1. Requirements and restrictions — Pay close attention to the minimum balance requirement. Some don’t start paying the higher rate until you have thousands of dollars in the account.
  2. Access to account — Sure, you’ll have a mobile app, but what happens when you need cash? What happens when you have a check to deposit? Look at the options available to you based on where you live, and make sure you won’t pay a fortune in fees for the convenience.
  3. Bonus features — Some checking accounts issue interest and rewards. When comparing various accounts, don’t discount this value. Earning cash back on every dollar you spend can add up, bringing in far more than you’d earn in interest over the same time period.

Read more: Best Checking Accounts Promotions, Deals, and Offers

Who Needs a High-Yield Checking Account?

If you’ve regularly got several thousand dollars in your checking account, you’re losing money by not using a high APY checking account. Potentially hundreds of dollars, in fact.

It’s like they say — you need money to make money. The more you’ve got in your checking account, the more noticeable your yield will be. For example, if you’ve got $10,000 in an account that earns 4%, you’ll receive a whopping $400 per year for doing practically nothing.

Who Doesn’t Need a High-Yield Checking Account?

You probably already know the importance of saving, but it’s equally important that you put your money to work for you. Low-risk, high-interest savings accounts are one of the best ways to do this. Being able to have the money in your checking account working for you is a huge bonus.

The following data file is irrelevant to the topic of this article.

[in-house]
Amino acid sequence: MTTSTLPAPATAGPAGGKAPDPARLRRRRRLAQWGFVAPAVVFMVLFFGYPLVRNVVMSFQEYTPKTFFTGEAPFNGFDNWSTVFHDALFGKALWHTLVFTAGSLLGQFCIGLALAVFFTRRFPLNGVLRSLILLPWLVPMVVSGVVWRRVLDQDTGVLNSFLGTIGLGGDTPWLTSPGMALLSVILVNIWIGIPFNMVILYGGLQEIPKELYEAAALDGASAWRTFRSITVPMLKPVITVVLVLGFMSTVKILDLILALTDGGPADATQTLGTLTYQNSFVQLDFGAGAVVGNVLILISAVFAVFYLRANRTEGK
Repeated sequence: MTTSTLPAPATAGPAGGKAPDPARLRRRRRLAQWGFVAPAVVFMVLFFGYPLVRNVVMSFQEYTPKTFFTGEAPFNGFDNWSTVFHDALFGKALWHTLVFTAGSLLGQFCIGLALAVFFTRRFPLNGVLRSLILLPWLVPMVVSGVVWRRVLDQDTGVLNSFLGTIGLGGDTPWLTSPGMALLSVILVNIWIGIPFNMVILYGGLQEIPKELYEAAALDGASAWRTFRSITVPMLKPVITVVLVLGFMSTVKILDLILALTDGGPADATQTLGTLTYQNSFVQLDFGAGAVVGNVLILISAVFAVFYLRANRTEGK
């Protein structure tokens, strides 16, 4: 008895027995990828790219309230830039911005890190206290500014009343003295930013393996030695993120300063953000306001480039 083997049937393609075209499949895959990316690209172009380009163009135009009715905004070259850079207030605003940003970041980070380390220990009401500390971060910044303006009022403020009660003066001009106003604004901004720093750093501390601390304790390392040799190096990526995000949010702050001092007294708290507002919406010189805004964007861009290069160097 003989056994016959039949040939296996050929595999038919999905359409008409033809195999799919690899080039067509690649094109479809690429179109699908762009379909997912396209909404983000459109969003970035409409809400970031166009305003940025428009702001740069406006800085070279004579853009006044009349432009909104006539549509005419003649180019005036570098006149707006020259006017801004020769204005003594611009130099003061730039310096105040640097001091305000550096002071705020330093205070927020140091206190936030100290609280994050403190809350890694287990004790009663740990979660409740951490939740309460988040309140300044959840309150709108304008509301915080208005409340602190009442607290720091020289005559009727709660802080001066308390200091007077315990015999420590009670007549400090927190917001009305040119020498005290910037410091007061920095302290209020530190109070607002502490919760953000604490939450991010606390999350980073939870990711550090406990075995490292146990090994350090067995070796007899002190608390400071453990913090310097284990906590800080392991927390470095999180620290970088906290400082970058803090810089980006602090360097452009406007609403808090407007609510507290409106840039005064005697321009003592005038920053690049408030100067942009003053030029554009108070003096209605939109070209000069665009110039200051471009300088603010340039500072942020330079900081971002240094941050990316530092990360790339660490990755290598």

That said, a high-yield checking account may not be for everyone. Here are some people who might not benefit as much:

Diligent Savers

If you’re diligent about moving most of your money over to interest-bearing accounts, the low balance you keep in your checking may not be worth it. These types of accounts work best for those who prefer to keep most of their money in their checking.

Read more: Investing vs. Saving: Which Should You Do, When, and How?

Those with Low Funds

Anyone with low balances who are trying to get ahead of their bills may find earning interest is the last thing they need to worry about. This mostly applies if the account you’re considering requires you to keep a minimum balance or restricts you to a fixed number of withdrawals a month.

Read more: How Much Money Should You Save Each Month?

Frequent Cash Users

Since most high-yield checking accounts are money market accounts, watch out for a limit on withdrawals with the lender you choose. You should also be cautious about any out-of-network fees. Many lenders will reimburse those fees, but if you’re restricted to a fixed number of ATMs, check to make sure there’s one in your area.

Read more: Money Market vs. Savings Accounts: Which Should You Use?

The Bottom Line

Although the above are our favorite high-yield checking accounts, it can’t hurt to research for yourself. I’ve given you a baseline, letting you know what’s available, but the best account for you depends on your own spending habits and typical account balance.

With a little shopping around, you can find a checking account that will provide all the features you find most important. And remember: interest rates can change at any time. It might not be the best idea to fully invest in a bank just because of the current APY it offers.

Featured image: Prostock-studio/Shutterstock.com

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About the author

Sarah Hostetler
Total Articles: 10
Sarah Hostetler is a freelance writer and has been featured on Million Mile Secrets and The Points Guy. She covers topics on points and miles, credit cards, airlines, hotels, and general travel.